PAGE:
Clarifying the conditions and limits of the contributions of ordinary and dynamic capabilities to relative firm performance
Article first published online: 4 AUG 2010
Copyright © 2010 John Wiley & Sons, Ltd.
Strategic Management Journal
Volume 32, Issue 3, pages 254–279, March 2011
How to Cite
Drnevich, P. L. and Kriauciunas, A. P. (2011), Clarifying the conditions and limits of the contributions of ordinary and dynamic capabilities to relative firm performance. Strat. Mgmt. J., 32: 254–279. doi: 10.1002/smj.882
- Issue published online: 5 JAN 2011
- Article first published online: 4 AUG 2010
- Accepted manuscript online: 4 AUG 2010 12:00AM EST
- Manuscript Revised: 19 JUL 2010
- Manuscript Received: 9 MAY 2008
- firm performance;
- environmental dynamism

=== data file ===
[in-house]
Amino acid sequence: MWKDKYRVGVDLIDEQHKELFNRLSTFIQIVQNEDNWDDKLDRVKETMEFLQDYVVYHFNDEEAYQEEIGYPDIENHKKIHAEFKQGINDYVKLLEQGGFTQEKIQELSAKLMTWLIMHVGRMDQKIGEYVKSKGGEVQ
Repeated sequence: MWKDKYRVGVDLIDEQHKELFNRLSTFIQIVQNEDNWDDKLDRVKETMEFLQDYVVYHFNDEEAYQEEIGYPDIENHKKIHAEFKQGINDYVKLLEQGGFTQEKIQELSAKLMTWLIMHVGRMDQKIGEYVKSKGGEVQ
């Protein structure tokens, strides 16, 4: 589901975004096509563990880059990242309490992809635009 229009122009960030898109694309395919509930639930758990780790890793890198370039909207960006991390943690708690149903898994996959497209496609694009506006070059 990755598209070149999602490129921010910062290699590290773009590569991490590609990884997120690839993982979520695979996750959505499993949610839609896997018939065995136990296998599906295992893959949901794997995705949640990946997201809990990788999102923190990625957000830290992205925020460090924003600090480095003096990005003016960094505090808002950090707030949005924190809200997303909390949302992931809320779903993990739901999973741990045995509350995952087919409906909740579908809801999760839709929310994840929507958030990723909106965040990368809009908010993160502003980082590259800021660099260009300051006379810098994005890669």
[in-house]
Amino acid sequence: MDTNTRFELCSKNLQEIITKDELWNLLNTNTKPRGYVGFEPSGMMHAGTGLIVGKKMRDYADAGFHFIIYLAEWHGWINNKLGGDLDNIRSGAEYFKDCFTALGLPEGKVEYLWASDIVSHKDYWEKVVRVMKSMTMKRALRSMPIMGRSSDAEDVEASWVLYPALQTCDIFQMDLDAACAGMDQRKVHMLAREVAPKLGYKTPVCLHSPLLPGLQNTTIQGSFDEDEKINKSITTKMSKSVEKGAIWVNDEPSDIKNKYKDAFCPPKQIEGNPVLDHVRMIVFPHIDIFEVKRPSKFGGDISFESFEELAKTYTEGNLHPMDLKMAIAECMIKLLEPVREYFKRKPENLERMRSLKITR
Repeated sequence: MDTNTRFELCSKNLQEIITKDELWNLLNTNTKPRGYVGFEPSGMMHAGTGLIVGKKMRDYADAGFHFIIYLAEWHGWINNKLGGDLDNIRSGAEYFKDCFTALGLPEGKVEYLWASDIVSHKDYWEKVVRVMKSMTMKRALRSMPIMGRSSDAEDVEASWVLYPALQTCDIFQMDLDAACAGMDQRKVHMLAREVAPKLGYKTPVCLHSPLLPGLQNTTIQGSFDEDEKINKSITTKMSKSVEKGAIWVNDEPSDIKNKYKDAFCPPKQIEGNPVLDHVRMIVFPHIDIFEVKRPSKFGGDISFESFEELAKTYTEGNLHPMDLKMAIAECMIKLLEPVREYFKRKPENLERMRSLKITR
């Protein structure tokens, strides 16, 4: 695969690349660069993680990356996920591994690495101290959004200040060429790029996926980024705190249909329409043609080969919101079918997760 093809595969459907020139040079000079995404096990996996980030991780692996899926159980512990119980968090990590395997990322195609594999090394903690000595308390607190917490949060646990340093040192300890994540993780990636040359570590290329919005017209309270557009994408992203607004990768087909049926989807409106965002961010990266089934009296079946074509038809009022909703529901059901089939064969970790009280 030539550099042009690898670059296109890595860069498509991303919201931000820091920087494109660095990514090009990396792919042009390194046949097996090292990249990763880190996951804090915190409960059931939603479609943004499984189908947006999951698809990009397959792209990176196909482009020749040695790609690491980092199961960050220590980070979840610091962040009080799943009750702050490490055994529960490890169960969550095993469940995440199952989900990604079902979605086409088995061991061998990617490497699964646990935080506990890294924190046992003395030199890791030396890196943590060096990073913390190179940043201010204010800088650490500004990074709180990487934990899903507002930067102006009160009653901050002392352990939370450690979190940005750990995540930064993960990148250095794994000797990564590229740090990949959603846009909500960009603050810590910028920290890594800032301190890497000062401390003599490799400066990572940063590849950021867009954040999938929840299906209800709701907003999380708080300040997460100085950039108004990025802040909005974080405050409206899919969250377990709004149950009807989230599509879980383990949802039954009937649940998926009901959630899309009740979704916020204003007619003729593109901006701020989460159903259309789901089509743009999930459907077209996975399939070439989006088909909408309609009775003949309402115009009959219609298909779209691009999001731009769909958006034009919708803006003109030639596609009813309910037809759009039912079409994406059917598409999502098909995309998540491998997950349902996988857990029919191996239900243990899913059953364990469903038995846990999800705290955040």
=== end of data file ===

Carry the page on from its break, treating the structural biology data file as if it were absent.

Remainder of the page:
Strategy scholars have argued that capabilities can influence firm performance through a variety of means and mechanisms. However, the role of capabilities and their proposed contributions have been narrowly theorized and insufficiently tested. We contribute to resolving these issues by considering the conditions under which ordinary and dynamic capabilities contribute to higher relative firm performance. We do so by examining the positive and negative contributions of capabilities to relative firm performance as well as the effects of environmental dynamism and the degree of capability heterogeneity. We utilize measures of relative firm performance at both the process and firm level within a sample of Chilean firms, which due to a dynamic environment allows for a clearer link between the environment and the use of capabilities. We find that environmental dynamism negatively affects the contribution of ordinary capabilities and positively affects the contribution of dynamic capabilities to relative firm performance. Further, heterogeneity strengthens the contribution of dynamic capabilities to relative firm performance, but is less important for ordinary capabilities. Interestingly, we find support for the direct effects of capabilities to be stronger with a process-level performance measure, whereas the influences of environmental dynamism and heterogeneity are stronger with a firm-level measure. Copyright © 2010 John Wiley & Sons, Ltd.